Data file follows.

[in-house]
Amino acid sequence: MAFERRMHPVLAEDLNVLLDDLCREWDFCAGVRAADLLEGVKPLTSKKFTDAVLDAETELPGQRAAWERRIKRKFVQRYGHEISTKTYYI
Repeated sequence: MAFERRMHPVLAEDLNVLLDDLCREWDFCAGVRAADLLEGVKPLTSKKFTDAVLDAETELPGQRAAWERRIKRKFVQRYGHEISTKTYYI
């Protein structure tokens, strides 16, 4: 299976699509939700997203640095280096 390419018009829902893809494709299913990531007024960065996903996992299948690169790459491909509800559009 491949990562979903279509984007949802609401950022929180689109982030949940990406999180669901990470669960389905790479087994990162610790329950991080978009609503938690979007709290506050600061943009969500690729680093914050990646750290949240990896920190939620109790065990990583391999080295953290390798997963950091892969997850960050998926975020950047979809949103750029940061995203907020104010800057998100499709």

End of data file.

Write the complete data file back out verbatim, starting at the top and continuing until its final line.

[in-house]
Amino acid sequence: MAFERRMHPVLAEDLNVLLDDLCREWDFCAGVRAADLLEGVKPLTSKKFTDAVLDAETELPGQRAAWERRIKRKFVQRYGHEISTKTYYI
Repeated sequence: MAFERRMHPVLAEDLNVLLDDLCREWDFCAGVRAADLLEGVKPLTSKKFTDAVLDAETELPGQRAAWERRIKRKFVQRYGHEISTKTYYI
């Protein structure tokens, strides 16, 4: 299976699509939700997203640095280096 390419018009829902893809494709299913990531007024960065996903996992299948690169790459491909509800559009 491949990562979903279509984007949802609401950022929180689109982030949940990406999180669901990470669960389905790479087994990162610790329950991080978009609503938690979007709290506050600061943009969500690729680093914050990646750290949240990896920190939620109790065990990583391999080295953290390798997963950091892969997850960050998926975020950047979809949103750029940061995203907020104010800057998100499709």